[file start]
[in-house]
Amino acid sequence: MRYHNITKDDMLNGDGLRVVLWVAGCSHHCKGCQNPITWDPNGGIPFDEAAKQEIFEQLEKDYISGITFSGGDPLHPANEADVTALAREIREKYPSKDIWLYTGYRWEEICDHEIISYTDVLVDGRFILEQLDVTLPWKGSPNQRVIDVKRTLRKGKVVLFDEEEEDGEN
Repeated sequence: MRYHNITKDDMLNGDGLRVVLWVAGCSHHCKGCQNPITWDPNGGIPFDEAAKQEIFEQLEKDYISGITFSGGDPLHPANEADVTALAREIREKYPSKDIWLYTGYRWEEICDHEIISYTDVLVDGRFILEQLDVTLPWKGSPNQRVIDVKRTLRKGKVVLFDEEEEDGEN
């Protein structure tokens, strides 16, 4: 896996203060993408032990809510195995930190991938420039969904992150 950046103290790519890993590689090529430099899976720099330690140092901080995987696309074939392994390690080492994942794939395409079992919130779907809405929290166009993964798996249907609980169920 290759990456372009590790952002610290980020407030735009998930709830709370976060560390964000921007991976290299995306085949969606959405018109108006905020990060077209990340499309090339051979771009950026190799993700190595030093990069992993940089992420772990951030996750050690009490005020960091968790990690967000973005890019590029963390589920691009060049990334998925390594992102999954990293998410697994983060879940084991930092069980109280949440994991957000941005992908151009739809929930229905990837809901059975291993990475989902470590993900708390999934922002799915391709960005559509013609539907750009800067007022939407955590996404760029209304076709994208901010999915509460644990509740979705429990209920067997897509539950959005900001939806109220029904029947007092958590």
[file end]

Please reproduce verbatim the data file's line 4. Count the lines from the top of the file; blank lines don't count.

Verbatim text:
């Protein structure tokens, strides 16, 4: 896996203060993408032990809510195995930190991938420039969904992150 950046103290790519890993590689090529430099899976720099330690140092901080995987696309074939392994390690080492994942794939395409079992919130779907809405929290166009993964798996249907609980169920 290759990456372009590790952002610290980020407030735009998930709830709370976060560390964000921007991976290299995306085949969606959405018109108006905020990060077209990340499309090339051979771009950026190799993700190595030093990069992993940089992420772990951030996750050690009490005020960091968790990690967000973005890019590029963390589920691009060049990334998925390594992102999954990293998410697994983060879940084991930092069980109280949440994991957000941005992908151009739809929930229905990837809901059975291993990475989902470590993900708390999934922002799915391709960005559509013609539907750009800067007022939407955590996404760029209304076709994208901010999915509460644990509740979705429990209920067997897509539950959005900001939806109220029904029947007092958590």